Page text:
In one of his most ingenious theatrical coups yet, Alan Ayckbourn's 87th play – premiering at Scarborough’s Stephen Joseph Theatre in the autumn season (September 2-October 1) – features three time periods over 70 years, all shown simultaneously.
Directed by the author, Family Album chronicles three generations of a family in the same home: a moving-in day in 1952; a birthday party in 1992, and a moving-out day in 2022.
Ayckbourn said: “My inspiration for Family Album was a programme on BBC4, A House Through Time, which was a fascinating piece of social history. I thought I could do this on a smaller scale.
"I didn’t want to go back centuries, so I started within my lifetime, in the 1950s. We have three time periods layered on top of each other, happening at the same time in the same house, following a family from the grandparents in 1952 to the children in 1992, and then the grandchildren today.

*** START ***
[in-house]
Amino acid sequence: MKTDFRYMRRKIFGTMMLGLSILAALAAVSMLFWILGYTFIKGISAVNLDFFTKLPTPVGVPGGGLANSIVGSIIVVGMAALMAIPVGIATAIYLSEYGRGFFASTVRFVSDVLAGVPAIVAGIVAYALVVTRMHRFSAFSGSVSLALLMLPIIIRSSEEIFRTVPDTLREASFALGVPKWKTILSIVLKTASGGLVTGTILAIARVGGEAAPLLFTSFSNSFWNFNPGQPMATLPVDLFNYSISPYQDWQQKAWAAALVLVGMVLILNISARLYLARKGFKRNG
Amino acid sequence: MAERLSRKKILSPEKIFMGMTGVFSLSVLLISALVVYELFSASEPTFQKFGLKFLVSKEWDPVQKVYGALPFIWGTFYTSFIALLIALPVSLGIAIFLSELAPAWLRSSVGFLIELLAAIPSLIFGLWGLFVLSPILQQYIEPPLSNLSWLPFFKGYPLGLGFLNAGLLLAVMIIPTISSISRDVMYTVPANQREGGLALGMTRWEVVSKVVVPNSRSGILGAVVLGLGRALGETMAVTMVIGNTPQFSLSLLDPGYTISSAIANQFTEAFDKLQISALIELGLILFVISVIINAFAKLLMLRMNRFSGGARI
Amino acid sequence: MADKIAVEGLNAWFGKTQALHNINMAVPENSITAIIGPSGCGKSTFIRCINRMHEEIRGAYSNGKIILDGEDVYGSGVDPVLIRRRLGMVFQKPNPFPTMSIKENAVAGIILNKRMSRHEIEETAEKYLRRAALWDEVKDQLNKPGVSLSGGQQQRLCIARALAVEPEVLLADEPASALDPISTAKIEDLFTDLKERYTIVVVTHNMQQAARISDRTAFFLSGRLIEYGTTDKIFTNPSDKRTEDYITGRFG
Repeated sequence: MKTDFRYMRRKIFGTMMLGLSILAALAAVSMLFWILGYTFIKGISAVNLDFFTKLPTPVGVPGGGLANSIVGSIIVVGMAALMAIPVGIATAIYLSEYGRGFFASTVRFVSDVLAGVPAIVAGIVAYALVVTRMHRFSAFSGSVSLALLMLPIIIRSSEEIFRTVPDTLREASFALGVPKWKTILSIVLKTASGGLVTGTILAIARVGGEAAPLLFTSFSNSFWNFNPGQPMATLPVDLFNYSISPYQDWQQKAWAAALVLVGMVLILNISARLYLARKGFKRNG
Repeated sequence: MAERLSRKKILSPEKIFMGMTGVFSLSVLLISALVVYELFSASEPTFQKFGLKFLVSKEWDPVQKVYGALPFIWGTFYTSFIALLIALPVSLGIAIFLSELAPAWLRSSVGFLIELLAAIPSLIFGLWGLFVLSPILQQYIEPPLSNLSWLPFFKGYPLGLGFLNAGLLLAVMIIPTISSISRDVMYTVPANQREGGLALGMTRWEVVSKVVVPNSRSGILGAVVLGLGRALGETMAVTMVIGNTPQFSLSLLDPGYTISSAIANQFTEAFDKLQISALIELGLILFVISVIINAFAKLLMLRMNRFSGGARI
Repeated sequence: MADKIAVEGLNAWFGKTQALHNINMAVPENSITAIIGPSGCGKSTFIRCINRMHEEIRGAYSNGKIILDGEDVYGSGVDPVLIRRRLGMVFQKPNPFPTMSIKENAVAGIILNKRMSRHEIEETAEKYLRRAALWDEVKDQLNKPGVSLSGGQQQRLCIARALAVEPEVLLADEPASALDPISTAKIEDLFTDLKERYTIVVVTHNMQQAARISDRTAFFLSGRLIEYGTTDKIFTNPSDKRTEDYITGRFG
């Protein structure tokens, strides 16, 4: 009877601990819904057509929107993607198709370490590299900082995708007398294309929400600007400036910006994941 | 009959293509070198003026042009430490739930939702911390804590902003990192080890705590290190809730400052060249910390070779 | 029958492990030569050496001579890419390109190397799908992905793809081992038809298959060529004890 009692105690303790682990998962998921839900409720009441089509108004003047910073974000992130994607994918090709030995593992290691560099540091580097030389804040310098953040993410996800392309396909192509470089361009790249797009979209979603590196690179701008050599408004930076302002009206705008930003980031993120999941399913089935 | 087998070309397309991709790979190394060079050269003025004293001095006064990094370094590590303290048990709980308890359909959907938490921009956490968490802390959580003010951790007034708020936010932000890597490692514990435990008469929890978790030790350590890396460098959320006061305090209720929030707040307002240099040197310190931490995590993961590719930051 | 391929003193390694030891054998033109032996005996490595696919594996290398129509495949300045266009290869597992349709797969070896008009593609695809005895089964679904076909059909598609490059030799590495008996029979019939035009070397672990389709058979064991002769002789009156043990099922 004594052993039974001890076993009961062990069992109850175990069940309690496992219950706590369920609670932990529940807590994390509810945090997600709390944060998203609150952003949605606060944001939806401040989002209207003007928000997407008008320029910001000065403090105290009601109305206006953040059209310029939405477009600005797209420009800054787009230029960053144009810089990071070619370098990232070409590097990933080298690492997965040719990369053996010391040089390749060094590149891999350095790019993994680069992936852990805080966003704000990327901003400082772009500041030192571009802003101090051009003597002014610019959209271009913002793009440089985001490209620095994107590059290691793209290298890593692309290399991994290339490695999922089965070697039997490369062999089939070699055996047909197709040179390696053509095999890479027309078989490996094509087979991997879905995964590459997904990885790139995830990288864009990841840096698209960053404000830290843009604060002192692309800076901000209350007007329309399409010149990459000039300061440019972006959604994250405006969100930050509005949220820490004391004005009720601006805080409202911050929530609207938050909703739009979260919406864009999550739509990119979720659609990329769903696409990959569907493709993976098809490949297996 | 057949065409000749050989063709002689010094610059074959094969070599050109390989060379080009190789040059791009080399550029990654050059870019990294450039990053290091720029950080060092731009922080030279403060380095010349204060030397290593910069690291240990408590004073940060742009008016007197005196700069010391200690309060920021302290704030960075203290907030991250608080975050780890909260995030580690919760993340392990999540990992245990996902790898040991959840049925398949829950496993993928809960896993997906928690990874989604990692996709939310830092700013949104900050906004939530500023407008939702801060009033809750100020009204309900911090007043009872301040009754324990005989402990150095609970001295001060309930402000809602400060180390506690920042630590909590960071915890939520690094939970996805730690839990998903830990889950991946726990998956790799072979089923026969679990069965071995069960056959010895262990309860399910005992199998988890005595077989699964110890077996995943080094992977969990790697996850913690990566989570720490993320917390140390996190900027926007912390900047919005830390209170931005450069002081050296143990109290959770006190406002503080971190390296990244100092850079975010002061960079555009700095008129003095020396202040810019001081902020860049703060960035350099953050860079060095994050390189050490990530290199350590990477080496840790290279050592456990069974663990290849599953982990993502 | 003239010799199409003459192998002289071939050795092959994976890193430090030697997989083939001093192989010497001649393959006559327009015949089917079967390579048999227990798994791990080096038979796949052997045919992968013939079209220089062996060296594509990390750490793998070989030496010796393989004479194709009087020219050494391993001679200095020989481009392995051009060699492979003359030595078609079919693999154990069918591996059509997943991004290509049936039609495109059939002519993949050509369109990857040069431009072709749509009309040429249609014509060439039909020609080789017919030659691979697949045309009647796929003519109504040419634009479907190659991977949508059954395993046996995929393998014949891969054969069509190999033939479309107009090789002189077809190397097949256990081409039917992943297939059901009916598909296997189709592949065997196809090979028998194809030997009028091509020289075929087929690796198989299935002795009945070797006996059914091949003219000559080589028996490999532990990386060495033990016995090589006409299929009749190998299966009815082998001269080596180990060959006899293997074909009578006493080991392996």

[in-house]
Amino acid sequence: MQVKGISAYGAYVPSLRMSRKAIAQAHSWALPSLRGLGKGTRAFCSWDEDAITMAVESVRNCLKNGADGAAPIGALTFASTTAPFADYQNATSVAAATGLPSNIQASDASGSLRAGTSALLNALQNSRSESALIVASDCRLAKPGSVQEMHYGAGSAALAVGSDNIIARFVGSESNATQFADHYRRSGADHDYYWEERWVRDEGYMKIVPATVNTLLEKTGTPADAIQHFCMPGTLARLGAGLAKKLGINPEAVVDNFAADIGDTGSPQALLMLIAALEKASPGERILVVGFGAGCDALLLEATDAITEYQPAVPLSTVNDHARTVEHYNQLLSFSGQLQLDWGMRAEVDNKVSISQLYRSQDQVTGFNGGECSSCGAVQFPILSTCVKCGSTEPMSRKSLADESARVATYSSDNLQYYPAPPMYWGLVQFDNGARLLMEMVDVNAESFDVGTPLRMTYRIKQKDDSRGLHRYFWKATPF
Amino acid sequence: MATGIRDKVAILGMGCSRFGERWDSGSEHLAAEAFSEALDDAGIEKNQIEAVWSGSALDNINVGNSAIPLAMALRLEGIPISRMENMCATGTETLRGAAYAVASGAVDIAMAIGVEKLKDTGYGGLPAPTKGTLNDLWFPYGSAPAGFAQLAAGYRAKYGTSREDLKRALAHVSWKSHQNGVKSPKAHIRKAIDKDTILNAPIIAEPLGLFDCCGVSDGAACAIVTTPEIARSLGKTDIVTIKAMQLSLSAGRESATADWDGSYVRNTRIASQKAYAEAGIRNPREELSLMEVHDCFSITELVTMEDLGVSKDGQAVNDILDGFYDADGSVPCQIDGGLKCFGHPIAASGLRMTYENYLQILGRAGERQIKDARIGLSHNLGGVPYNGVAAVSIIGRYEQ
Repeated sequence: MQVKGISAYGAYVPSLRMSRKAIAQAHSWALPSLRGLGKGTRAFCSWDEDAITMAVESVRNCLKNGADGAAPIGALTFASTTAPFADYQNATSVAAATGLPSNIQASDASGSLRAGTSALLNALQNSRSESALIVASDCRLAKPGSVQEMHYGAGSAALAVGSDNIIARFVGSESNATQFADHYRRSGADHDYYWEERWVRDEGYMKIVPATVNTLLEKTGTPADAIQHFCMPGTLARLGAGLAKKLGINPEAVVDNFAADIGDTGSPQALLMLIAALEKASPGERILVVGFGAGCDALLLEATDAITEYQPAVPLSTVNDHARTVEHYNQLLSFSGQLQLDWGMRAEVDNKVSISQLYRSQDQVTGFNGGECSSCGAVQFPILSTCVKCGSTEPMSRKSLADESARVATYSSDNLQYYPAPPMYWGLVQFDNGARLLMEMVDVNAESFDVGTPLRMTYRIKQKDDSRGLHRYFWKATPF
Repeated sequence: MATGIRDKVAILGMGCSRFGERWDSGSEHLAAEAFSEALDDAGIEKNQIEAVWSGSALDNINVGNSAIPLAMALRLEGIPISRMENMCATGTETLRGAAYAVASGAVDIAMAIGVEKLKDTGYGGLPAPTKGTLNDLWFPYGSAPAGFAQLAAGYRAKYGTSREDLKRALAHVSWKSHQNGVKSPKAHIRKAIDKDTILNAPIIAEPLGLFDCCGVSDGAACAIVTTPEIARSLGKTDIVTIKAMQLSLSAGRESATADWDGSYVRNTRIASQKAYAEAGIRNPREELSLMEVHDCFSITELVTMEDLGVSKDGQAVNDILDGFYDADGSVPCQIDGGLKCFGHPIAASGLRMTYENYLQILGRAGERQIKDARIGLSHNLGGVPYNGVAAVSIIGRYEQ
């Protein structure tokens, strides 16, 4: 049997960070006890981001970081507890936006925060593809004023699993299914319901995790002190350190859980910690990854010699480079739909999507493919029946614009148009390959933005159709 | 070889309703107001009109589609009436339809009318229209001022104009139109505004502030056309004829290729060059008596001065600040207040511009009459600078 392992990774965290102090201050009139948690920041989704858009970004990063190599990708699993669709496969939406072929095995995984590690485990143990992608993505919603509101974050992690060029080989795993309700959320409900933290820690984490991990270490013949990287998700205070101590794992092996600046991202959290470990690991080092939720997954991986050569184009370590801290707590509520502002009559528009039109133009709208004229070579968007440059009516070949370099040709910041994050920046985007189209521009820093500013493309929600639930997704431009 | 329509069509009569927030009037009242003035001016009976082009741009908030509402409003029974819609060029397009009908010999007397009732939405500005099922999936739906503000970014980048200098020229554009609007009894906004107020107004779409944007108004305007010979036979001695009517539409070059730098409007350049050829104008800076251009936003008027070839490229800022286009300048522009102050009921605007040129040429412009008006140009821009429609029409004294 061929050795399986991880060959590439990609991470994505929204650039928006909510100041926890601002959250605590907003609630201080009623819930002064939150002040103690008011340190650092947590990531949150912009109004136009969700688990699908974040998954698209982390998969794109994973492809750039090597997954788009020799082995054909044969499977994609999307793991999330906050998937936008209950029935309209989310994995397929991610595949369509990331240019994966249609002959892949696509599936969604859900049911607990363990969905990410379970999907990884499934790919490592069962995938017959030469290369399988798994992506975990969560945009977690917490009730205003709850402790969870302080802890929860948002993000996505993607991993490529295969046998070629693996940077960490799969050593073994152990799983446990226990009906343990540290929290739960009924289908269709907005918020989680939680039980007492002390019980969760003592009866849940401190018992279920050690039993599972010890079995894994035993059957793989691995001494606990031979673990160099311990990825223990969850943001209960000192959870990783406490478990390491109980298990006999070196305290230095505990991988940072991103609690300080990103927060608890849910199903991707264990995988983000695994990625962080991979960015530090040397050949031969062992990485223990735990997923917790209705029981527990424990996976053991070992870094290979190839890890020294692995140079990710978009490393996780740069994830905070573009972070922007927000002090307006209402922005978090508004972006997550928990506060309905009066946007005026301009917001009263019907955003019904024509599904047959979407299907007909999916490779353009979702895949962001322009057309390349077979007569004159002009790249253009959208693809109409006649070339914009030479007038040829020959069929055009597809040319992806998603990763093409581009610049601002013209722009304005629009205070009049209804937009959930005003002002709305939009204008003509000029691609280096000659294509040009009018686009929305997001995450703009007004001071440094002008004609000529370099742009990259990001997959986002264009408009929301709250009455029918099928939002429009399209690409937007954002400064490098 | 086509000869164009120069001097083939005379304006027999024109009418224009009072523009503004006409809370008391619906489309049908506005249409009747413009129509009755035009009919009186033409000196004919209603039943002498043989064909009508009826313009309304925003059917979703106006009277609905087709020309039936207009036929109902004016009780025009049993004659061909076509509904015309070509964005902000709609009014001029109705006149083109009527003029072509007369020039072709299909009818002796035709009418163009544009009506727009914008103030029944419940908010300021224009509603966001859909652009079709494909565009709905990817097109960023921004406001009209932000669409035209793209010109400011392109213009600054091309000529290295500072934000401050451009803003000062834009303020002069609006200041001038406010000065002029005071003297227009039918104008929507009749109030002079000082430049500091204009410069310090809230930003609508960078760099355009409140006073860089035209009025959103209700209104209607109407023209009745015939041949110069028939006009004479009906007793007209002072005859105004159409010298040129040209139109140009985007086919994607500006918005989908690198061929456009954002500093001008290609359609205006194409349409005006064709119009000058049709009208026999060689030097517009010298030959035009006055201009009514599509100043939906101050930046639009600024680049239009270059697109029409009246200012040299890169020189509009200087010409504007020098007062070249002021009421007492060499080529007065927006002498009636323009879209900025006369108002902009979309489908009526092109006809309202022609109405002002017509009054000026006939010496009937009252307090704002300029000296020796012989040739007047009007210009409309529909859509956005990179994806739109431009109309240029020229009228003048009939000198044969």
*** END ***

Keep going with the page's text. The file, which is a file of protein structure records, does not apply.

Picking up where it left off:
“For me it’s new: I’ve used time so much – backwards and forwards, sideways and occasionally even forwards and backwards simultaneously and at different speeds. But never this way.”
In 1952, housewife Peggy (Georgia Burnell) and RAF veteran John (Antony Eden) proudly move into their first home. In 1992 daughter Sandra (Frances Marshall), frantically negotiates the challenges of a 10-year-old’s birthday party without her AWOL husband, and in 2022, granddaughter Alison (Elizabeth Boag) and her partner Jess (Tanya-Loretta Dee) are escaping the house she has somewhat unwillingly inherited.
After the Scarborough premiere, Family Album goes to the New Vic in Newcastle-under-Lyme (October 11-22) and The Old Laundry Theatre, Bowness (November 1-5).